When the complaint surfaces, address it first publicly so that any followers can see that you are handling the situation professionally. Then ask the poster to email or call you privately to finish discussing the situation. Assume that anything you say or offer will wind up back online, but at least you can protect your brand a bit this way.
How you respond to the complaint will vary according to what the complaint is. At worst you’ll start some serious damage control and delve into the deeper layers of reputation management. At best you’ll satisfy the customer with your offer and bring around a new, very loyal and enthusiastic fan.
Step 5: Know Your Rights
While it may not seem so, there are laws that govern what can be said online and what cannot. Defamation lawsuits do occur based on online accusations and attacks. It’s important to know your rights in regard to how you can respond to persistent and serious threats against your person and your business.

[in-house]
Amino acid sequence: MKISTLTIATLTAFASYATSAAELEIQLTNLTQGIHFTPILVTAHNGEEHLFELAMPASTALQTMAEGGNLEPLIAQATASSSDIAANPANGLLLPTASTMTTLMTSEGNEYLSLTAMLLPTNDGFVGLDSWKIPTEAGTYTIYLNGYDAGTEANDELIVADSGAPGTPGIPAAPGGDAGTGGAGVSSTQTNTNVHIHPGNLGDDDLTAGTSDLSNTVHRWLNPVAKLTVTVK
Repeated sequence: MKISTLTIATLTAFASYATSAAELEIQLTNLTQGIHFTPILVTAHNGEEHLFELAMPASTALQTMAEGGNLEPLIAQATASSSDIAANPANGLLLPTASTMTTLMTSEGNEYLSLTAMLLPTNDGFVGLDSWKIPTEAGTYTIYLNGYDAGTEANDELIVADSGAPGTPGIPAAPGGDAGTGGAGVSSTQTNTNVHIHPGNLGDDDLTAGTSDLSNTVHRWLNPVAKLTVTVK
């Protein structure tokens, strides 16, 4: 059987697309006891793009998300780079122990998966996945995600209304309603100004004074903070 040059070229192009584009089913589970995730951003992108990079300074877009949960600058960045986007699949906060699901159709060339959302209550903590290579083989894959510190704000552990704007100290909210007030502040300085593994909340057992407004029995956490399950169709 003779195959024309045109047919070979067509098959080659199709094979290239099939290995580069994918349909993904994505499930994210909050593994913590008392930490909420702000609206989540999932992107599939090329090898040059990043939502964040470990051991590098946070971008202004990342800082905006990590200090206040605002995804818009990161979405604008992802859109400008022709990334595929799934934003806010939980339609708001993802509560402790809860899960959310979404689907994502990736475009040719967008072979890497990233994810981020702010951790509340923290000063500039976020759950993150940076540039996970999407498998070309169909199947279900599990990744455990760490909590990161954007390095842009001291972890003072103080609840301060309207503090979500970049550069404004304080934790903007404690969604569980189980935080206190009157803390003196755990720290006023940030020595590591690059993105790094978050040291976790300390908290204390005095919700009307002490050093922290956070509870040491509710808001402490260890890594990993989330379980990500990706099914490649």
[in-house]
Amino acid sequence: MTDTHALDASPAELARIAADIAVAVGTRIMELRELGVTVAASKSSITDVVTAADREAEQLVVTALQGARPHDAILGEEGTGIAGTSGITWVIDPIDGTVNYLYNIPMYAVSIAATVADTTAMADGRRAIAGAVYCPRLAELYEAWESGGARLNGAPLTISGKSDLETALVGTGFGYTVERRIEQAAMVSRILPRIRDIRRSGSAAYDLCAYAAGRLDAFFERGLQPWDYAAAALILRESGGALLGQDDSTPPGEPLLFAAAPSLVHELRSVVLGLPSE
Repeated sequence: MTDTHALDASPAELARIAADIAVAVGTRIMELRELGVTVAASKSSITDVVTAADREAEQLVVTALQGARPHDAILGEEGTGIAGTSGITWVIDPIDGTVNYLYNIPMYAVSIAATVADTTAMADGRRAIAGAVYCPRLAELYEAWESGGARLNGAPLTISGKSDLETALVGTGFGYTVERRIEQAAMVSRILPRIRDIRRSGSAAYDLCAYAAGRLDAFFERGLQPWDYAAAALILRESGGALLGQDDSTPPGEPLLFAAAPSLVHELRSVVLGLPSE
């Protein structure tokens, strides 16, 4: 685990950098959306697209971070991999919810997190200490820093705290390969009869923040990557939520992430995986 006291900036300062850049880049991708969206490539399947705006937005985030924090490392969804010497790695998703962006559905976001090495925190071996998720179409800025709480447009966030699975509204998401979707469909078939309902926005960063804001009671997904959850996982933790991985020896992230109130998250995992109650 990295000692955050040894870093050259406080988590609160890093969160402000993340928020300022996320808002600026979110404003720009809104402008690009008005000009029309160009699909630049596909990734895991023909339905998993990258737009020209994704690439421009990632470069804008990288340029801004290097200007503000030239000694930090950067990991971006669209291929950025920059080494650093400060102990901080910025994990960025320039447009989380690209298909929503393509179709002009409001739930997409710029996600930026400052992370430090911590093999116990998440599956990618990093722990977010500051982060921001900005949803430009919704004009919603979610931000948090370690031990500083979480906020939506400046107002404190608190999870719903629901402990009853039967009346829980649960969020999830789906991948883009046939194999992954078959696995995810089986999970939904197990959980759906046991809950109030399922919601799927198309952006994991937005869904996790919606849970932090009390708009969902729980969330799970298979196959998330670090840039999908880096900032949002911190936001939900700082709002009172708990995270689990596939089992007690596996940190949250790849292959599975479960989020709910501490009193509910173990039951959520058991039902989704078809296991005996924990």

In some rare cases it is best to allow professionals to handle situations or at the very least call in the help of your lawyer to guide and advise you on how to proceed. Do be careful in using the law, however. In the online war games, calling in the law is akin to dropping the atomic bomb. Once you mention lawsuits online, there’s no going back. The freedom-loving social networks who fight so diligently against monitoring and legalese are going to spring into action. They may work for you, but they may also go against you.
Be cautious when threatening legal action online – never do it flippantly as your words will be preserved forever. But at the same time, don’t shy away from calling in reinforcements if a situation grows out of hand and you feel someone is acting with the intent to legally harm you or your business.